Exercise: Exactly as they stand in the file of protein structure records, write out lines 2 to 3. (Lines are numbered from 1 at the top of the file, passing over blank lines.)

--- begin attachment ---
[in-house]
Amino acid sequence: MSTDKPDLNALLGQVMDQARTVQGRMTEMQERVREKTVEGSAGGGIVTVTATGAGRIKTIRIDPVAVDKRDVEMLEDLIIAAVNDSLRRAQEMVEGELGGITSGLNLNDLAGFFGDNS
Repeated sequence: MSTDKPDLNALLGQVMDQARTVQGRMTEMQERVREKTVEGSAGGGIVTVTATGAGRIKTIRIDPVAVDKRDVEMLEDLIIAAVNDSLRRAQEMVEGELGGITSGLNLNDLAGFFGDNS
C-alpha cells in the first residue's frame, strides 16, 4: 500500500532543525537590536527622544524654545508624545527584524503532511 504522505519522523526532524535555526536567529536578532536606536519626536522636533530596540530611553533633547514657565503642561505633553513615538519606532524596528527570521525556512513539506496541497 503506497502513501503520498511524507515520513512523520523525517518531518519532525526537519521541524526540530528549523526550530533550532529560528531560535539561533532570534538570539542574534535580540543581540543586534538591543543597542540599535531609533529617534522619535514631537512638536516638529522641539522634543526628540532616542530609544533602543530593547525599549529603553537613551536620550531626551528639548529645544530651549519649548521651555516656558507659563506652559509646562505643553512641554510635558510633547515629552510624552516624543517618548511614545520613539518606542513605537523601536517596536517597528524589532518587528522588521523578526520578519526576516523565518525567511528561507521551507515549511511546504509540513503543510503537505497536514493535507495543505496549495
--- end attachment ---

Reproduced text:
Amino acid sequence: MSTDKPDLNALLGQVMDQARTVQGRMTEMQERVREKTVEGSAGGGIVTVTATGAGRIKTIRIDPVAVDKRDVEMLEDLIIAAVNDSLRRAQEMVEGELGGITSGLNLNDLAGFFGDNS
Repeated sequence: MSTDKPDLNALLGQVMDQARTVQGRMTEMQERVREKTVEGSAGGGIVTVTATGAGRIKTIRIDPVAVDKRDVEMLEDLIIAAVNDSLRRAQEMVEGELGGITSGLNLNDLAGFFGDNS